Efficient lymphocyte migration across high endothelial venules of mouse Peyer's patches requires overlapping expression of L-selectin and beta7 integrin.

Journal Article (Journal Article)

Lymphocyte migration into lymphoid organs is regulated by adhesion molecules including L-selectin and the beta7 integrins. L-selectin and alpha4beta7 are predominantly hypothesized to direct the selective migration of lymphocytes to peripheral lymph nodes and the gut-associated lymphoid tissues, respectively. To further characterize interactions between L-selectin and beta7 integrins during lymphocyte recirculation, mice deficient in both receptors (L-selectin/beta7 integrin-/-) were generated. The simultaneous loss of L-selectin and beta7 integrin expression prevented the majority of lymphocytes (>95% inhibition) from attaching to high endothelial venules (HEV) of Peyer's patches and other lymphoid tissues during in vitro binding assays. Moreover, the inability to bind HEV eliminated the vast majority of L-selectin/beta7 integrin-/- lymphocyte migration into Peyer's patches during short-term and long-term in vivo migration assays (>99% inhibition,p < 0.01). The lack of lymphocyte migration into Peyer's patches correlated directly with the dramatically reduced size and cellularity (99% reduced) of this tissue in L-selectin/beta7 integrin-/- mice. High numbers of injected L-selectin/beta7 integrin-/- lymphocytes remaining in the blood of wild-type mice correlated with markedly increased numbers of circulating lymphocytes in L-selectin/beta7 integrin-/- mice. Loss of either L-selectin or the beta7 integrins alone resulted in significant but incomplete inhibition of Peyer's patch migration. Collectively, the phenotype of L-selectin/beta7 integrin-/- mice demonstrates that these two receptors primarily interact along the same adhesion pathway that is required for the vast majority of lymphocyte migration into Peyer's patches.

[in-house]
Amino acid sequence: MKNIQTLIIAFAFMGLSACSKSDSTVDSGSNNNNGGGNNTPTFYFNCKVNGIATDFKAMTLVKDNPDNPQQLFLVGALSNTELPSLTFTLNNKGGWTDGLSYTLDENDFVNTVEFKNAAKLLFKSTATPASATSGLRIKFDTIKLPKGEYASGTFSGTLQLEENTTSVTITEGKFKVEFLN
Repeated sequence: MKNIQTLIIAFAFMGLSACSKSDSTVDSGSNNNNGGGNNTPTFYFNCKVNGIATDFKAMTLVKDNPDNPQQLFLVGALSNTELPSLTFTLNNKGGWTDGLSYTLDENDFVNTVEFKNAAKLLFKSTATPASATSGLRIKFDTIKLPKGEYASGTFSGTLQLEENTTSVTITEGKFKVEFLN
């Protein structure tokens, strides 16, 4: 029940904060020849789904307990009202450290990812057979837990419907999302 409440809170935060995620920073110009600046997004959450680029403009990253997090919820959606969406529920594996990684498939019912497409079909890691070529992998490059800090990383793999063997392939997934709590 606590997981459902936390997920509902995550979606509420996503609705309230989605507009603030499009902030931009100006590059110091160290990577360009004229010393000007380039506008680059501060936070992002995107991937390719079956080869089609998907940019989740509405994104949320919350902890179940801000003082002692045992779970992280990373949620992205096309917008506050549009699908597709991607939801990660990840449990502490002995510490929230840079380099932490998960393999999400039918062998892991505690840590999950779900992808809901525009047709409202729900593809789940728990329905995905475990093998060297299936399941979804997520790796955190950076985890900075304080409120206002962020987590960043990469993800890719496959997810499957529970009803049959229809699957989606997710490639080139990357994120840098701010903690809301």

Full Text

Duke Authors

Cited Authors

  • Steeber, DA; Tang, ML; Zhang, XQ; Müller, W; Wagner, N; Tedder, TF

Published Date

  • December 15, 1998

Published In

Volume / Issue

  • 161 / 12

Start / End Page

  • 6638 - 6647

PubMed ID

  • 9862692

International Standard Serial Number (ISSN)

  • 0022-1767


  • eng

Conference Location

  • United States